colony a dozen years previously: so at the age of 33 he, with his young wife, Sara, embarked on the ship George and landed at Jamestown, Apr. 1619.
Sometime in 1620 a black looking vessel landed at Jamestown, having on board about 20 negro captives whom the Dutch skipper had kidnapped somewhere
on the coast of Africa. These were sold to the colonists as slaves and found to be quite profitable in the cultivation of tobacco which was the staple
crop at that time.
Dr. John Woodson, at this time or shortly afterwards, bought six of these Africans who were registered in 1623 as part of his household, and simply
as Negars, without giving them any names."
Dr. John Woodson located at Fleur de Hundred, or, as it was sometimes called, Piersey's Hundred, some 30 miles above Jamestown on the south side of
James River in what is now Prince George County. He and his wife, and their 6 negro slaves were registered at Fleur de Hundred in Feb. 1623. It was,
no doubt, at this place that their two sons, John and Robert), was born."
March 1622 was the first attack by indians made on the Jamestown colony killing hundreds. The colonists retaliated and drove the indians deeper
into the wilderness.
"Twenty two years had passed and the fire of revenge was still smouldering in the heart of the bloodthirsty chief, Opechankano, who had matured
another scheme for slaughtering the whites.
"On the 18th day of April 1644, the Indians made a sudden attack upon the settlements and killed about 300 of the colonists before they were
"At this time Dr. John Woodson's two sons, John and Roberts, were respectively 12 and 10 years of age.
"There is a cherished family tradition that, on the day of this second massacre, Dr. John Woodson, while returning from visiting a patient,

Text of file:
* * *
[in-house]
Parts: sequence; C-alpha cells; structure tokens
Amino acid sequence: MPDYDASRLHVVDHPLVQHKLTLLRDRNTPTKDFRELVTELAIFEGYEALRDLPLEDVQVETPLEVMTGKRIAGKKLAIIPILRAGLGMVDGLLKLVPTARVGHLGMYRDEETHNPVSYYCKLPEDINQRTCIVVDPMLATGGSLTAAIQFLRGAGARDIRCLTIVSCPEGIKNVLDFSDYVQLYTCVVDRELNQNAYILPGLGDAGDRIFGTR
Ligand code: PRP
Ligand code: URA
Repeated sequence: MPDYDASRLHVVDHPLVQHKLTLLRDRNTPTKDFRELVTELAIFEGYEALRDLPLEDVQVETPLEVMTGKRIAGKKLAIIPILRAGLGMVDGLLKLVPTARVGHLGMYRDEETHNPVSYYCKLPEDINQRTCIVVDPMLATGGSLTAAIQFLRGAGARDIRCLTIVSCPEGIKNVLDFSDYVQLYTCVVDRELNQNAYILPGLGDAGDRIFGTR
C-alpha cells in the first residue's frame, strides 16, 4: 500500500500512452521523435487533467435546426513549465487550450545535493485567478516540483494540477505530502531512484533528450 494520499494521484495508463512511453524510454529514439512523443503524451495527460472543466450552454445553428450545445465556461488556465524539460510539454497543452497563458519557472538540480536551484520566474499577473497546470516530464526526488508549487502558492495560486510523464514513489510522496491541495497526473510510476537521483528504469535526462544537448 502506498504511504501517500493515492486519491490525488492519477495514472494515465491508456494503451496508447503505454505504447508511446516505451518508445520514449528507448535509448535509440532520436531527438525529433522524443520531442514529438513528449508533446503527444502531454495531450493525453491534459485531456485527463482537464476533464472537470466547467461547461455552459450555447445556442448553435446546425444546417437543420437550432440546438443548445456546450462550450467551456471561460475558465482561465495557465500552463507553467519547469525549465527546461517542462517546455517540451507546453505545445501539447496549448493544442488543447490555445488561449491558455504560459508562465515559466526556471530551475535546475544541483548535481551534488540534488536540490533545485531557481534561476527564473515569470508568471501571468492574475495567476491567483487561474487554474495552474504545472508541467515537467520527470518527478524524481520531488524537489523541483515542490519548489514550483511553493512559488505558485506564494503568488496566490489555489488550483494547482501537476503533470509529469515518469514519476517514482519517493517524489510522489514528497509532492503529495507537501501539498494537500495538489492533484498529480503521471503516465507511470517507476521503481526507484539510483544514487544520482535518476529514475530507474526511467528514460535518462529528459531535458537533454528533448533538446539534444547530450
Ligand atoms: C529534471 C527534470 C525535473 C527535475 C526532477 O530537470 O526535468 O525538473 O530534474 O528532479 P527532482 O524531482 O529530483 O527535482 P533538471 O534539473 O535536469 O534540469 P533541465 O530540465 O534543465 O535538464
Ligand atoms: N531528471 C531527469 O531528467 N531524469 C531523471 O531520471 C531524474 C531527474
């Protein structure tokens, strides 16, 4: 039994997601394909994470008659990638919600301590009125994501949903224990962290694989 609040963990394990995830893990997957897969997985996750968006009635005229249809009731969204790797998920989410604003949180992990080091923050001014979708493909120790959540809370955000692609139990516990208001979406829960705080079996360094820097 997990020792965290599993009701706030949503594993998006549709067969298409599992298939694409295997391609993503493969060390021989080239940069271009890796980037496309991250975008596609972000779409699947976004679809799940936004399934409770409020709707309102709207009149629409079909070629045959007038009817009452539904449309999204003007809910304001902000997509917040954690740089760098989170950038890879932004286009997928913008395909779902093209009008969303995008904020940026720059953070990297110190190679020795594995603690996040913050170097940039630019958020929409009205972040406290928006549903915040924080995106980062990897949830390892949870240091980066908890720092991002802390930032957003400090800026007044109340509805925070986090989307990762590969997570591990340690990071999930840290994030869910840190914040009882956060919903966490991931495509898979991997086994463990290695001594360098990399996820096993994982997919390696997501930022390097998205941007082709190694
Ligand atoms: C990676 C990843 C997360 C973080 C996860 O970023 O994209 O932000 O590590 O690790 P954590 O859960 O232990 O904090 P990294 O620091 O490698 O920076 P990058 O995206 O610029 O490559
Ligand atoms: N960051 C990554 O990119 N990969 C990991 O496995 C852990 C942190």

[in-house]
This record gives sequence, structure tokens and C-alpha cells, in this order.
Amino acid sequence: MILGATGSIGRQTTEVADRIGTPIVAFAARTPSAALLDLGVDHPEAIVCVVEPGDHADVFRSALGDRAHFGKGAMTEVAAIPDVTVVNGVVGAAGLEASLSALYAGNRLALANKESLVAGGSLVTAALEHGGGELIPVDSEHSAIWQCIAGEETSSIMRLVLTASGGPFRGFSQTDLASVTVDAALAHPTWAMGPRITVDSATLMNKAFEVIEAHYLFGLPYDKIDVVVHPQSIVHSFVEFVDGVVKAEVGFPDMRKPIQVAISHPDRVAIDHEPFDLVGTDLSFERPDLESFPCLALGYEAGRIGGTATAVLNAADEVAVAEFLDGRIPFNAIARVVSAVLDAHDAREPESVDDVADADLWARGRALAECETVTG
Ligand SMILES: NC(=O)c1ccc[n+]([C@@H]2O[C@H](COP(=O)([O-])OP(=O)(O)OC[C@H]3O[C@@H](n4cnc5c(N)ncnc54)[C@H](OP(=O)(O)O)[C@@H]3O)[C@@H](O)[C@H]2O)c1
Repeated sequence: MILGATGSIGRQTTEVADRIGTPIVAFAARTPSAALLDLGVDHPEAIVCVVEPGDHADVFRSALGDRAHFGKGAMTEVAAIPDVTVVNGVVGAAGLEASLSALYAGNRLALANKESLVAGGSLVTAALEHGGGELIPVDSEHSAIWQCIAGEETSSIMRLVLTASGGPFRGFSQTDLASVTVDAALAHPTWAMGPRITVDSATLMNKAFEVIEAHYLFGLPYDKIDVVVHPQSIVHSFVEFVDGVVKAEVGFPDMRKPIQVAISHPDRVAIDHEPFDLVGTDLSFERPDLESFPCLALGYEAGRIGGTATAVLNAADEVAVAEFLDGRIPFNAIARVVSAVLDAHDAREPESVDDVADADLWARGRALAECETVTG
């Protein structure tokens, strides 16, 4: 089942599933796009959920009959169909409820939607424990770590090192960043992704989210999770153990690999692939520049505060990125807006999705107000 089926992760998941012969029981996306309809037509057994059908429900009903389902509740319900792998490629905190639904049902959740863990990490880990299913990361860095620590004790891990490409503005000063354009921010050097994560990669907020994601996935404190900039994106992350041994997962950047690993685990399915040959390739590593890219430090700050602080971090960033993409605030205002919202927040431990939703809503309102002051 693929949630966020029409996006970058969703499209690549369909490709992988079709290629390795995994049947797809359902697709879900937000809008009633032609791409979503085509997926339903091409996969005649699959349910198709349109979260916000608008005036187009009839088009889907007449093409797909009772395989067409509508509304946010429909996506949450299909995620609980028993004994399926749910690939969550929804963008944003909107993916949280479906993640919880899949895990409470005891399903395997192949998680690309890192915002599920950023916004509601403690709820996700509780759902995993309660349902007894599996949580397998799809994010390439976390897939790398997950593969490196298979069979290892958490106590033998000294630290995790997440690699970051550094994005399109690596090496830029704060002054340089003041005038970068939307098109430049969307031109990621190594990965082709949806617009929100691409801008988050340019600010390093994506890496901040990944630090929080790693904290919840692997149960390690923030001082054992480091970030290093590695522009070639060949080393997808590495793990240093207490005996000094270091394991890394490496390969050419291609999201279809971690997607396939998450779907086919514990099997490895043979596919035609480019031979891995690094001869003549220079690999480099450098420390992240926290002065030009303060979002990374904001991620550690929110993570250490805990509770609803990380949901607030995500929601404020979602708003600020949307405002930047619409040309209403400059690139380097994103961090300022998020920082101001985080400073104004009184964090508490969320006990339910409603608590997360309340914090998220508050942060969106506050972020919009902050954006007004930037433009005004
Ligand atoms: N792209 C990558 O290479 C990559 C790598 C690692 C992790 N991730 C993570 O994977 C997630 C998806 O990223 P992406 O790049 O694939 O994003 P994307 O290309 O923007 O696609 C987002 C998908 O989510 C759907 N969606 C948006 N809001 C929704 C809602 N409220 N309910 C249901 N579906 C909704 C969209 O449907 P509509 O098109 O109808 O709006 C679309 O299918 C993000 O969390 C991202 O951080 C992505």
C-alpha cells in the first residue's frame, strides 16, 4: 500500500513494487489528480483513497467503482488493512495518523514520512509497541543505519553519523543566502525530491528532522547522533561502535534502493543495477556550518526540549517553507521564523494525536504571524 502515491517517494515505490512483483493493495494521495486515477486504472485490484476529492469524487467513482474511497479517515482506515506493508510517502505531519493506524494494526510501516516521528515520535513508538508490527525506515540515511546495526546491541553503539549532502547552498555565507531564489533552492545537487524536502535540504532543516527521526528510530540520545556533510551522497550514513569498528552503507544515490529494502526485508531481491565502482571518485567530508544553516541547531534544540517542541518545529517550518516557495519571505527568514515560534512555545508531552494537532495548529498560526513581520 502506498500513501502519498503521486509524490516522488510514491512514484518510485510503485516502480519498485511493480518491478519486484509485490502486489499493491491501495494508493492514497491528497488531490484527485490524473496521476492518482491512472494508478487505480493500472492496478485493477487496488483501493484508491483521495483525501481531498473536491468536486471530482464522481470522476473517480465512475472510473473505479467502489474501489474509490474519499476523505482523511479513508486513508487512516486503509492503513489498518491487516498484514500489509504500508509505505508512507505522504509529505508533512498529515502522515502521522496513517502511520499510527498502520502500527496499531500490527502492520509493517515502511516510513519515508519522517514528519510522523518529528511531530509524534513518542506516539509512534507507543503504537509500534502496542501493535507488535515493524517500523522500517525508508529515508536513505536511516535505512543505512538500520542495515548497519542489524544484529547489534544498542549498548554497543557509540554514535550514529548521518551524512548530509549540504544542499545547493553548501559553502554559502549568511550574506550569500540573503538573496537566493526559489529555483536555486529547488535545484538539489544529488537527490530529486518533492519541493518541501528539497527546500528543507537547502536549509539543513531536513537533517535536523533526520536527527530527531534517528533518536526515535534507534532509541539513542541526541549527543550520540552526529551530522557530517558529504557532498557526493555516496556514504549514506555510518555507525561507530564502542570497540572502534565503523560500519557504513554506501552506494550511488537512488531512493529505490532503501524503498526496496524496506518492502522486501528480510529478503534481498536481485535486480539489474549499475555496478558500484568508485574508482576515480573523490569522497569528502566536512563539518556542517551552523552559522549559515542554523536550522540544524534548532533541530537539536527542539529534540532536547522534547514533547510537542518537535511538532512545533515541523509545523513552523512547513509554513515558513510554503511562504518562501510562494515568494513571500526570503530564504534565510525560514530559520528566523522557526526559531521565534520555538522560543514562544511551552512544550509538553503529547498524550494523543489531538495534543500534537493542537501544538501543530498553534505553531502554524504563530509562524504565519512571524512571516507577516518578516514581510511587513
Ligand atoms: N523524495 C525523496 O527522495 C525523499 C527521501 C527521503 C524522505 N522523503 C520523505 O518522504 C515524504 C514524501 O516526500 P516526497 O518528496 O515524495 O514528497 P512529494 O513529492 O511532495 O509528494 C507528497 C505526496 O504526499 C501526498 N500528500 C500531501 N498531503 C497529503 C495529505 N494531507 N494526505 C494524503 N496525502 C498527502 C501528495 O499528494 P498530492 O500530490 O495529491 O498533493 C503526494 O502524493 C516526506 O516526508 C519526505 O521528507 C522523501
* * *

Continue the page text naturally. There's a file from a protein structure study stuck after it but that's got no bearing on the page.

was killed by the Indians in sight of his home. The Indians then attacked the house which was barred against them and defended by his wife, Sara and a
man named Ligon (a shoemaker) who happened to be there at the moment. The only weapon they had was an old time gun which Ligon handled with deadly
effect. At the first fire he killed 3 Indians, and two at the second shot. In the meantime 2 Indians essayed to come down through the chimney; but the
brave Sara scalded one of them to death with a pot of boiling water which stood on the fire: then seizing the iron roasting spit with both hands, she
brained the other Indian, killing him instantly.
"The howling mob on the outside took fright and fled; but Ligon fired the 3rd time and killed 2 more, making 9 in all.
"At the first alarm, Mrs. Woodson had hidden her two boys, one under a large washtub and the other in a hole where they were accustomed to
keep potatoes during the winter, hoping in this way to save them in the event the Indians succeeded in entering the rude log cabin in which they
"From this circumstance, for several generations, the descendants of one of these boys was called "Tub Woodsons" and those of the
other were designated as "Potato Hole Woodsons."
"The old gun which rendered such valuable service on that dreadful 18th day of April, 1644, is still in the possession of the descendants of
the late Charles Woodson, of Prince Edward County. Mr. C. W. Venable, late of that county, writing of it says: 'The gun is, by exact measurement,
seven feet six inches in length, and the bore is so large that I can easily put my whole thumb into it. when first made it was 8 feet long, but on
account of some injury it was sent to England to be repaired and the gunsmith cut off 6 inches of the barrell.'
"As if to commemorate his bravery on this historic occation, the name of Ligon was rudely carved upon the stock. The gun is now (1915) in the
possession of Mr. Wm. V. Wilson, a prominant lawyer of Lynchburg, VA."
The gun has been proved to have been made in the 1700's.